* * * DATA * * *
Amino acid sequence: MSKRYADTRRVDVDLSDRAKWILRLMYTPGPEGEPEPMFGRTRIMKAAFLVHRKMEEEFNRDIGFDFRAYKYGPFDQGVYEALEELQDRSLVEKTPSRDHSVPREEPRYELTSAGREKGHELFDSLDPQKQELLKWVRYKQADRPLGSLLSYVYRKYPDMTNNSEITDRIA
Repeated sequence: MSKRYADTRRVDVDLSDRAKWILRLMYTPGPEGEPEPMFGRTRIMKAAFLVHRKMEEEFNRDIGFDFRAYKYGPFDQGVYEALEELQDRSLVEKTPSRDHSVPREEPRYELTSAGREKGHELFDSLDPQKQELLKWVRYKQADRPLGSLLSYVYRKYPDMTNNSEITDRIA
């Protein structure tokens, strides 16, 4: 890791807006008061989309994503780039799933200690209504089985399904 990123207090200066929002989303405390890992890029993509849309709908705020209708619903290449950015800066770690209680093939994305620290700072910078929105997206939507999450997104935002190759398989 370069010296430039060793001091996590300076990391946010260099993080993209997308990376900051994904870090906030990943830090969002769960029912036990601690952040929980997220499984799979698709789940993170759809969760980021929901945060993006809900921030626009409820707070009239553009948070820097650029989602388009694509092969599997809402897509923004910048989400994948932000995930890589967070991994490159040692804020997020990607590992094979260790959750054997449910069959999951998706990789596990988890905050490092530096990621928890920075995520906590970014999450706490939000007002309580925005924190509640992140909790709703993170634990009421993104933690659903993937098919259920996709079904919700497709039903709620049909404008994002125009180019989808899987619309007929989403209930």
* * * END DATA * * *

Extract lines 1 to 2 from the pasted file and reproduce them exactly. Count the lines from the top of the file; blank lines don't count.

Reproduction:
Amino acid sequence: MSKRYADTRRVDVDLSDRAKWILRLMYTPGPEGEPEPMFGRTRIMKAAFLVHRKMEEEFNRDIGFDFRAYKYGPFDQGVYEALEELQDRSLVEKTPSRDHSVPREEPRYELTSAGREKGHELFDSLDPQKQELLKWVRYKQADRPLGSLLSYVYRKYPDMTNNSEITDRIA
Repeated sequence: MSKRYADTRRVDVDLSDRAKWILRLMYTPGPEGEPEPMFGRTRIMKAAFLVHRKMEEEFNRDIGFDFRAYKYGPFDQGVYEALEELQDRSLVEKTPSRDHSVPREEPRYELTSAGREKGHELFDSLDPQKQELLKWVRYKQADRPLGSLLSYVYRKYPDMTNNSEITDRIA